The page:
“The good life, as I conceive it, is a happy life. I do not mean that if you are good you will be happy – I mean that if you are happy you will be good.” — Bertrand Russell
Happy, healthy employees are essential to high performance in any organization. The good work they do depends on their happiness, not the other way around. By the same token, it’s much easier to do well when you know you’re doing good.
I’ve spent my career working on public safety issues. And while I tend to be a bit of a curmudgeon, especially when it comes to what I see as a growing tendency toward self-promotion among my professional peers, I still take great satisfaction and enjoyment from seeing the difference they make every day in the lives of ordinary people. These stories are usually heartwarming, and more than occasionally simply amazing.
When I walk into a fire or police department and find discontent and grumbling, it’s usually a sign that people are simply not sufficiently engaged in the core work of helping others. Cops and firefighters love action, and are usually happiest when they’re busy. And the busier the better. The problem for most of them is that the work they most enjoy and find most rewarding happens only when someone else is having the worst day of his or her life.
A great deal of the unhappiness I hear expressed by cops and firefighters these days focuses on the fiscal crisis caused by the worldwide economic downturn and decisions and actions concerning hiring, promotion, or assignment that they view as political interference. A marked decline in fire incidents and serious crime in recent years hasn’t helped their mood either.
None of this is meant to imply that firefighters or cops aren’t busy. They are. Some more than ever. But the incidents they’re attending tend to be much less serious in nature and more numerous to boot. In response to the decline in serious emergencies, most of the agencies employing them have expanded the scope of their services. As a consequence, much of the interaction they have with the public today involves patching up people and issues that have fallen through the cracks between other institutions in our society.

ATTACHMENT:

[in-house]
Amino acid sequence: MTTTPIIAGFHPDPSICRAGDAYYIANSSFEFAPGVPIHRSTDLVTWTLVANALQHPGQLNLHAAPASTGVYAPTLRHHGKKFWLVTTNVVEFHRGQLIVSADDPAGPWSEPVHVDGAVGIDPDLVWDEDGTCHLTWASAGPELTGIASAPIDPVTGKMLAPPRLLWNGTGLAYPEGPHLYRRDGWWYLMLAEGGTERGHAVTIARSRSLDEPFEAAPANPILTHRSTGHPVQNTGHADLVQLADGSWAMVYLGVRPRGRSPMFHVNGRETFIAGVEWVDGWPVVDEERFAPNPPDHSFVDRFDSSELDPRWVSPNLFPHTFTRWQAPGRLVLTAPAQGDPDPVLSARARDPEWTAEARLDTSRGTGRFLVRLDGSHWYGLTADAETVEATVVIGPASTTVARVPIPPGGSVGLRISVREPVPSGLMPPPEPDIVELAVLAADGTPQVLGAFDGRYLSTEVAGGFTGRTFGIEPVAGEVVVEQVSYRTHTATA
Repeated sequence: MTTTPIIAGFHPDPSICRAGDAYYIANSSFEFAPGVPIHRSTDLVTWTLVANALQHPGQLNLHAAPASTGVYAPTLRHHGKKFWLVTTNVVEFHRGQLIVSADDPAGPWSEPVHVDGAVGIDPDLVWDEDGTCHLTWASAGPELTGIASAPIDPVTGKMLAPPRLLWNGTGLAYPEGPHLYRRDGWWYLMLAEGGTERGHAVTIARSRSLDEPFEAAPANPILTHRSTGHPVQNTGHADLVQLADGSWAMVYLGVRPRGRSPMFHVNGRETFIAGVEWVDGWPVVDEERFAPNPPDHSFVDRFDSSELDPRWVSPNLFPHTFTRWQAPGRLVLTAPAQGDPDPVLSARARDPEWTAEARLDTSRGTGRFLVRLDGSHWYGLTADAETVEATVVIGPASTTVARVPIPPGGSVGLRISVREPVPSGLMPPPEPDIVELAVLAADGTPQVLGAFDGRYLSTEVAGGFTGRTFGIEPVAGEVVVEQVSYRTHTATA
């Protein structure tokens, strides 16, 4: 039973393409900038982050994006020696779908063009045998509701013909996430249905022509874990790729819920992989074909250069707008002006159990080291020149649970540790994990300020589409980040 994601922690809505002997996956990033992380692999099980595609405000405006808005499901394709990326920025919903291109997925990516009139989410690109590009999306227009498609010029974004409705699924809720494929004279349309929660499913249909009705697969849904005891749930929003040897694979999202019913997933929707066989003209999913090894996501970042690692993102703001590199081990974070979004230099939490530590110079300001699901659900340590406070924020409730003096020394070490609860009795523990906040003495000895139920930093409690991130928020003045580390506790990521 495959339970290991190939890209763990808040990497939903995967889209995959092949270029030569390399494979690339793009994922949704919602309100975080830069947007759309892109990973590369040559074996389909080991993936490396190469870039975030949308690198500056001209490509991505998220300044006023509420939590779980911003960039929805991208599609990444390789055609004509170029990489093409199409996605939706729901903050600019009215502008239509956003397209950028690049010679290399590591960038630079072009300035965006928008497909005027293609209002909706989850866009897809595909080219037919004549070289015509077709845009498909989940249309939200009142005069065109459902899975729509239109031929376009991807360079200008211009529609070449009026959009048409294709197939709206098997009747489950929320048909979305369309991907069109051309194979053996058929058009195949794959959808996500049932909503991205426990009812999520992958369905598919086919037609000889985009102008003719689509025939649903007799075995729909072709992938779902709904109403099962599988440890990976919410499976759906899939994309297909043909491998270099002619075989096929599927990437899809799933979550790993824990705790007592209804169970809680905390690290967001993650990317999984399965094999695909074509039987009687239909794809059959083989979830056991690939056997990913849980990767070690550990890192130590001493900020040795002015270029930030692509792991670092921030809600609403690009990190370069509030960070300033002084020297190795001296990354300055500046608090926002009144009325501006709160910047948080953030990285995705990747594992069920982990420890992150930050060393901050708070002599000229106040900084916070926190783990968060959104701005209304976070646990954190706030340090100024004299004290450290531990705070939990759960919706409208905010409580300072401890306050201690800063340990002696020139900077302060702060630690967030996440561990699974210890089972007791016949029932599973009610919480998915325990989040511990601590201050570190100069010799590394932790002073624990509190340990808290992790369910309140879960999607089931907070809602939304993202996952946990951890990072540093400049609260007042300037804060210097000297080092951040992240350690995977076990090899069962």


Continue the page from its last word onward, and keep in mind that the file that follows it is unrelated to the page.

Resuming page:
Most cops and firefighters realize that they can claim little credit for the positive trends, and can’t do much about the negative ones. The drops in fires and violent crime reflect declining birth rates, urbanization, and growing relative prosperity. The fiscal stress facing most state and local governments has as much to do with unsustainable cost and revenue structures as it does with the speed, scope, or scale with which the economic situation impacted them. And the impacts of this situation on the growing ranks of the underclass have only made the situation more frustrating for everyone.
We may be free to pursue happiness, but we’ll never catch it unless we stop running after it and take stock of what we already have. My best days as a firefighter were not spent at fires, they were spent in the firehouse sharing meals and swapping stories with people I liked and wanted to share my life with. I enjoyed helping people, and while they didn’t always seem to appreciate my intervention, I know the work I did had an impact on others who were there to witness what we were doing.
Without fail, firefighters and cops tell me they love their jobs. They take pride in who they are and what they stand for even if they question their employer’s commitment to these values. We may not be able to share the love through added pay or benefits, but we can encourage a culture of commitment and community that recognizes what people most desire and that which makes them happiest is the affirmation they receive from connections to and interactions with other human beings.
This means we have a choice: We can either stop papering over the cracks altogether or we can embrace the opportunities we have to make a difference, however small or insignificant that difference may seem, in the lives of the people who decide they need us. We can be happy that we still have at least some small chance to make a difference, and we can grasp that opportunity with compassion, commitment, and real creative energy. Doing so will be a whole lot easier if we start with smiles on our faces.